And the date will always make the lawsuit just in time.
So a company like Velocity or Cascade who sues on a car loan (4 year statute of limitations) will say you made a cash payment 3 years, 11 months, and 27 days before they sued.
Well, isn’t that convenient?
Amazing but you must be prepared for this type of nonsense.
If I Think The Statute Of Limitations Has Expired, What Do I Need To Do In The Collection Lawsuit?
Make sure you respond to the complaint!
Sometimes this is done as an “Answer” and sometimes as a “Motion To Dismiss.”
But whichever approach is most appropriate, just make sure you do respond so there is no default judgment.
You should tell the court in your response that the statute of limitations has expired on this case.
All from the time you were served. (You can see an overview of how the whole process works in District or Small Claims Court.)
Can I Sue The Collector For Suing Me When The Statute Of Limitations Has Expired?
The FDCPA says that if a collector sues you after the statute of limitations has expired and the collector knew it or should have known it, this violates the law.
Depending on the circumstances, suing you after the statute of limitations has expired may also violate various Alabama laws which give you the possibility of punitive damages which is something the FDCPA does not give.
This law is called “Malicious Prosecution” and normally when we sue a debt collector after suing us, we are using this law.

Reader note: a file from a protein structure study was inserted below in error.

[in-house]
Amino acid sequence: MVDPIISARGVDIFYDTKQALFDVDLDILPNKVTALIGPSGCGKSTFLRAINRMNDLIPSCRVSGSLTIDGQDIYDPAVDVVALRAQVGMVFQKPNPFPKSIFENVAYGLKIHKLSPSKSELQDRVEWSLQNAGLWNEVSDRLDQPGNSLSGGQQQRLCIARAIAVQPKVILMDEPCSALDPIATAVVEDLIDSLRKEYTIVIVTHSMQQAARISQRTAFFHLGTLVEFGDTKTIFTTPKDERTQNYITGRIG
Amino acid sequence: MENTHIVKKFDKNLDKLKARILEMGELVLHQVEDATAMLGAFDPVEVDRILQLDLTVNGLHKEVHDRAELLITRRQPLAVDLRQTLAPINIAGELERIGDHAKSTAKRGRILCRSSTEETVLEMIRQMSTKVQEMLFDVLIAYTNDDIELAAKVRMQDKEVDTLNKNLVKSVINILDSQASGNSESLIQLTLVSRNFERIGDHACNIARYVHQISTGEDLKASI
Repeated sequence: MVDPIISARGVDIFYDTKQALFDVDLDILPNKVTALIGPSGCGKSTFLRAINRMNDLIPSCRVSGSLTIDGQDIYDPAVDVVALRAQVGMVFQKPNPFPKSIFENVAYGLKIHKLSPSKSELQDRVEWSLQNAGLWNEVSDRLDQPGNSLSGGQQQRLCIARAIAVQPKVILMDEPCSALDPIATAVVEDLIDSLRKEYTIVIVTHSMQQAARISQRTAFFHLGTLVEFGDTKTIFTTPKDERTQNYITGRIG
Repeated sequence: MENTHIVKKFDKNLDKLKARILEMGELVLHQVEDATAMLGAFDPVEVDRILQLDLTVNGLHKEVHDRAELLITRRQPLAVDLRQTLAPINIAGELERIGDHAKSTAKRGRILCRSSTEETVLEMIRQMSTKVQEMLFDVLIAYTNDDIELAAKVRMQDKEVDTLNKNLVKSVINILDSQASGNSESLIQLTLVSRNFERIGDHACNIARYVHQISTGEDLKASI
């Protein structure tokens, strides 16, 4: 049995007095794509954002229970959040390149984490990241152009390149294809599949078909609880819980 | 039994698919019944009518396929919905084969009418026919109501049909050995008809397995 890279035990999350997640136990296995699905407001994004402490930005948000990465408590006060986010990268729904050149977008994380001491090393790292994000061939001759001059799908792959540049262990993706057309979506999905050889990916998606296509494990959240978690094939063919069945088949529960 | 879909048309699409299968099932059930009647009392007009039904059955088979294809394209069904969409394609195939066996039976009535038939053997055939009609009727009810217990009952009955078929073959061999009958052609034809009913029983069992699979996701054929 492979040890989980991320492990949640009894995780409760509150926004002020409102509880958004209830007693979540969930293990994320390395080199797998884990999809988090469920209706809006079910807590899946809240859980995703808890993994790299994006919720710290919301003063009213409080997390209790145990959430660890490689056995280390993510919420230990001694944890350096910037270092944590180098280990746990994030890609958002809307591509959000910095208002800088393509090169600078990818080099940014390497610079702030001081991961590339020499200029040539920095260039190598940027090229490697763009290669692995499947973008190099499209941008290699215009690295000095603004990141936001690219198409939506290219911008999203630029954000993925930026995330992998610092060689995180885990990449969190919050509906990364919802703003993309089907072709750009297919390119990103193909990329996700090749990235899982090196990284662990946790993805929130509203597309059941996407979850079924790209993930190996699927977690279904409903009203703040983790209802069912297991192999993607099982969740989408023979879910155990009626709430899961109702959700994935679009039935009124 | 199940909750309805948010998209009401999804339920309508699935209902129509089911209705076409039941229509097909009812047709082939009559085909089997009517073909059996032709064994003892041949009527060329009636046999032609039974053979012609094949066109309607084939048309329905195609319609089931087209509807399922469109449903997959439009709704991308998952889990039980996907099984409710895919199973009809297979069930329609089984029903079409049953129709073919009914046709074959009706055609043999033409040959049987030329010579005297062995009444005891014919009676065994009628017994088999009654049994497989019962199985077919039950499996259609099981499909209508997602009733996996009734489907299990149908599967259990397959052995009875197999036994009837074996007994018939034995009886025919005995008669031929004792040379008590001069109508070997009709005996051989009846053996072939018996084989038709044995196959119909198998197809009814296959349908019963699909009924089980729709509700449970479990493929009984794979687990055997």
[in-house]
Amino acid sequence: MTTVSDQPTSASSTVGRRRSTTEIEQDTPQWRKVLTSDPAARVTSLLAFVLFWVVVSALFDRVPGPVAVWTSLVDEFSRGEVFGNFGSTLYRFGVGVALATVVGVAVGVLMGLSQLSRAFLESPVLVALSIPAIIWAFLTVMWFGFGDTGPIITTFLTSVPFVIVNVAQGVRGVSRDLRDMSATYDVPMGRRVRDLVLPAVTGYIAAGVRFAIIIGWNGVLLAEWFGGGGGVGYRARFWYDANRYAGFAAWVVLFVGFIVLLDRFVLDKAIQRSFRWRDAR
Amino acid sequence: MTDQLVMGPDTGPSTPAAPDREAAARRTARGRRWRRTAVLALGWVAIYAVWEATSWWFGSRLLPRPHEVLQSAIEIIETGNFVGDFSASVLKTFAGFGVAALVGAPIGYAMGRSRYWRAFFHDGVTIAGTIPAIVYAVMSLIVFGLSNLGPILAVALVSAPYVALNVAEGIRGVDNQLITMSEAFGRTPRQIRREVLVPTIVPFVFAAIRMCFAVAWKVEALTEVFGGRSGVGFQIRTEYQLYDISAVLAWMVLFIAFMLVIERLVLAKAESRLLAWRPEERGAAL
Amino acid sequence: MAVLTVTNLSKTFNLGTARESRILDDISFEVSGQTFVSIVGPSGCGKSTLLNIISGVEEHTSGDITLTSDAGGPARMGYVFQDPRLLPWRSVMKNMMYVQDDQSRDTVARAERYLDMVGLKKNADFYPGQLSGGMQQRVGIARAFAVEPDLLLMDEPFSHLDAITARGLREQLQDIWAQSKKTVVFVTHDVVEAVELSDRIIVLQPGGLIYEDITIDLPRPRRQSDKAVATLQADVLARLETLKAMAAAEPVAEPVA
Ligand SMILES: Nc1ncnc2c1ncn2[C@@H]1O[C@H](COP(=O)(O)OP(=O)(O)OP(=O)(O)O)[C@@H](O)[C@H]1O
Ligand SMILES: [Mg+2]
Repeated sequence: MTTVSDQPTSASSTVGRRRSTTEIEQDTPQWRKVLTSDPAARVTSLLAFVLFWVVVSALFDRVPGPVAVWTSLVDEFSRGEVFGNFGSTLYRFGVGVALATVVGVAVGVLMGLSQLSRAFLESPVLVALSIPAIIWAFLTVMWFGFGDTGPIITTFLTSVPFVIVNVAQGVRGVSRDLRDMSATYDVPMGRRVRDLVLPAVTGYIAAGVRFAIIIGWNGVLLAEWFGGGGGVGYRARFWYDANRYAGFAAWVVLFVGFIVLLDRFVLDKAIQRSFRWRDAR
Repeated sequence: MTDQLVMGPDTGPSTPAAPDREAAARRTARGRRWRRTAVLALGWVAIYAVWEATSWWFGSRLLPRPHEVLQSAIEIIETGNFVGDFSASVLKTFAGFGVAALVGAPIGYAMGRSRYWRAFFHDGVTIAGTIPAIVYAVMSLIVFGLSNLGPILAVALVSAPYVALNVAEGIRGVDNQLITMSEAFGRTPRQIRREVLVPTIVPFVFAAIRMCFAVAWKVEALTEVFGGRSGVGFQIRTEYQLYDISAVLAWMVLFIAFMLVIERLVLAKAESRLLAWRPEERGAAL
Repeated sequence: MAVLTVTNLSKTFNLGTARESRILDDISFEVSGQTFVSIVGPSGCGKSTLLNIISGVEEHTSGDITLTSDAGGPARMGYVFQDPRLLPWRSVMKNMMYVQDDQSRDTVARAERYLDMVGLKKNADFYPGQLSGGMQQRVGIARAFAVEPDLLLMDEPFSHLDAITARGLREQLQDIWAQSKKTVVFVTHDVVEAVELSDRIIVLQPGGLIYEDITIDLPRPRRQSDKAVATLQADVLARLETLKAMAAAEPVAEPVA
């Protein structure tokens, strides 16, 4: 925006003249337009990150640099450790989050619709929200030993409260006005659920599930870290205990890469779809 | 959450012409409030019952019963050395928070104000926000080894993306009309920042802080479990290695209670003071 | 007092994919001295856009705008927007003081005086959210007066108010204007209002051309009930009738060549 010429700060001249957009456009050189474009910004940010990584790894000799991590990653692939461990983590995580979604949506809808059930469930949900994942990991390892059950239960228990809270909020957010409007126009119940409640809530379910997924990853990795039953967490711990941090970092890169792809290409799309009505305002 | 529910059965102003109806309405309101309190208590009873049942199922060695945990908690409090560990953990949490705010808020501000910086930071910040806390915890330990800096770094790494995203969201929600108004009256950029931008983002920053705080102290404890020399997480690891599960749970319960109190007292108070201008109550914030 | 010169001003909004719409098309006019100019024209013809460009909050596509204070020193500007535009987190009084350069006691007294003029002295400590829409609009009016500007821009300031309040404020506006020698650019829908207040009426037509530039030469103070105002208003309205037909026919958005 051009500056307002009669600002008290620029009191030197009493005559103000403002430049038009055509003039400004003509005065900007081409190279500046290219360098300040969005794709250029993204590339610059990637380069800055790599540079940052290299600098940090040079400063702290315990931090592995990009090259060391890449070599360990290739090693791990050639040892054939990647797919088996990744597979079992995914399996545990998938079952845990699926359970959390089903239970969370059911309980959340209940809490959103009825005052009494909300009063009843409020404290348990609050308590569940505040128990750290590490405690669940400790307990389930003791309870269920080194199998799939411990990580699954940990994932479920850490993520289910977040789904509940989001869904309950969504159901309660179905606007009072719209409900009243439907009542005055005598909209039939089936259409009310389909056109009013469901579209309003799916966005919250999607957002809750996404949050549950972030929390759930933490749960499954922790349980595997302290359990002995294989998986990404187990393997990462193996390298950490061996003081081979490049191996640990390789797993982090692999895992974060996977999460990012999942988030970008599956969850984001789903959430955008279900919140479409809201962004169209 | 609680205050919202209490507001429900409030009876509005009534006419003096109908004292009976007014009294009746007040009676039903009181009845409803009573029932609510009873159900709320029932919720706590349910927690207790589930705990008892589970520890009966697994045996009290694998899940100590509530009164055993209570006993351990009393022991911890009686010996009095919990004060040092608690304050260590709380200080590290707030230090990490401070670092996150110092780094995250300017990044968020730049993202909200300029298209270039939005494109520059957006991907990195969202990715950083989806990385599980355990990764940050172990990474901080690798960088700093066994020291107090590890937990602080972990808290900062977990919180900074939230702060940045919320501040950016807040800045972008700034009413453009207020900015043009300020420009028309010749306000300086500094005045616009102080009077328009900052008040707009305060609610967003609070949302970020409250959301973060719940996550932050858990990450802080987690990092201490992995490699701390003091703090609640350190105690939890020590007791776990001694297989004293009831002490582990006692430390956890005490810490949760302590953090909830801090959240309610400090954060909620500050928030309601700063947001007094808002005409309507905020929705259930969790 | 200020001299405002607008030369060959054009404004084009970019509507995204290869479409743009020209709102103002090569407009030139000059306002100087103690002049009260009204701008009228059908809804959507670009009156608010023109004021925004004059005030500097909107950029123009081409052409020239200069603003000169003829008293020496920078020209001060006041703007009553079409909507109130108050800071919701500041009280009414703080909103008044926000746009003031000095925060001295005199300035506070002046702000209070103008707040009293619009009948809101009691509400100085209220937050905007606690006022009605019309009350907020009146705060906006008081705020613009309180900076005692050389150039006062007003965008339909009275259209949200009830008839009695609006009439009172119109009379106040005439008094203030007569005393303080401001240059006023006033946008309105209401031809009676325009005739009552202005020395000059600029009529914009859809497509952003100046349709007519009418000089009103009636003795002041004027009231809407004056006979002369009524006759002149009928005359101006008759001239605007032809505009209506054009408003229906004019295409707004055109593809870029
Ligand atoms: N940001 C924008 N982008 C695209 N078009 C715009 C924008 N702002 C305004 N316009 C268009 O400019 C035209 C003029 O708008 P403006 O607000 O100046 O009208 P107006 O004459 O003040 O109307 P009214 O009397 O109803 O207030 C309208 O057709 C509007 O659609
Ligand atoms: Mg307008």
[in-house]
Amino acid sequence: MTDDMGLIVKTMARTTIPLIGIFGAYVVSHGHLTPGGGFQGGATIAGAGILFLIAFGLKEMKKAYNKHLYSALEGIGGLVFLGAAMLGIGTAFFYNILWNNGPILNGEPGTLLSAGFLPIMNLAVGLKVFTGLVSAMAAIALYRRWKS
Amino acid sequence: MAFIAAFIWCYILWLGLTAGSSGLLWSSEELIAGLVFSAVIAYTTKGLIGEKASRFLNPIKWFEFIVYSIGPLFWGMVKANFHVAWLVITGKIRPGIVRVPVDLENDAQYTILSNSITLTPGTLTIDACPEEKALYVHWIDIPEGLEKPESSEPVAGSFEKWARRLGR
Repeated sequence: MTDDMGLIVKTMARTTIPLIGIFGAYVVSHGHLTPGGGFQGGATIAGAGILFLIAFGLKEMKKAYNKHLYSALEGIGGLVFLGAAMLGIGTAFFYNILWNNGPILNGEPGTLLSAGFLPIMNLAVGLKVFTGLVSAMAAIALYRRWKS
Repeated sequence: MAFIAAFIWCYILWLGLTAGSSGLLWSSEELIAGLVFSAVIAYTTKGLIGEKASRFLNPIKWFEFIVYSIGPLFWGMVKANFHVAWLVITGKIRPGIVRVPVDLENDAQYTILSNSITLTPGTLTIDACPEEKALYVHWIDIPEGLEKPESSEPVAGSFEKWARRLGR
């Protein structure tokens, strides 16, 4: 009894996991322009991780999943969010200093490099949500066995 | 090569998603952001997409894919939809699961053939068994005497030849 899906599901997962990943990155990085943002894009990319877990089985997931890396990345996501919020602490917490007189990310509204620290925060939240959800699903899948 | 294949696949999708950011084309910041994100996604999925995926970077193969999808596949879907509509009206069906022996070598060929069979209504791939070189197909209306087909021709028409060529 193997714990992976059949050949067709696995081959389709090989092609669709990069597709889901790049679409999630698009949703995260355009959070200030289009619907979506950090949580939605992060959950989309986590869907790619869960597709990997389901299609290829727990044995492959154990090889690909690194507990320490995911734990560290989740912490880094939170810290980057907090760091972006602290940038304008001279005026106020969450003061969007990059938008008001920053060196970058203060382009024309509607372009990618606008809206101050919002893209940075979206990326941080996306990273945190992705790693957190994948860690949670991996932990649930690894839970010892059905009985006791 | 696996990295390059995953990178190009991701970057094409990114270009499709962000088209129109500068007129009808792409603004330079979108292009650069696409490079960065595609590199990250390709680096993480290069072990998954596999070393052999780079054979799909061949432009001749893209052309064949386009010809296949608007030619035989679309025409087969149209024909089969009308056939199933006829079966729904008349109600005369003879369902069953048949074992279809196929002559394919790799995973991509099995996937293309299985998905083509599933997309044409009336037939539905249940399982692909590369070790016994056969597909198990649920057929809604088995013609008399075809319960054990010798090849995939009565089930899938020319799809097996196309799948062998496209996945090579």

Should I File A Counterclaim Or File A Separate Lawsuit In Federal Court Against The Collector?
We do not recommend filing a counterclaim as it often confuses the issues.
If you have a good enough case to file, then our experience is that the case should be filed in federal court on its own and not as a counterclaim to a collection case.
When we represent someone in a lawsuit, our goal is to defend the lawsuit and then sue the debt collector/debt buyer in federal court.
We don’t mix the two.
What Benefit Does The FDCPA Give Me In My Suit – What Do I Get Out Of It?
The FDCPA provides four basic benefits:
1. You receive up to $1000 in statutory damages even if you have no actual damages;
2. You receive all of your actual (compensatory) damages if you can show the violation of the FDCPA harmed you;
3. You receive your legal fees paid for by the abusive debt collector; and
4. Your litigation expenses can also be paid for by the collector that you are suing.
(Bonus — if you can sue under Malicious Prosecution, you can get punitive damages to punish the debt collector. This is definitely something to look at doing…)
What Action Should I Take Right Now If I Have Been Sued After The Statute Of Limitations Has Expired?
You can also call us at 205-879-2447.
We will be glad to help you understand whether we think you have a valid statute of limitations defense and if you have a valid lawsuit to file against the collector who sued you.
(Be sure and read the comments as there is additional information about the statute of limitations in the questions and answers below).
Thanks for reading!
Have a great day.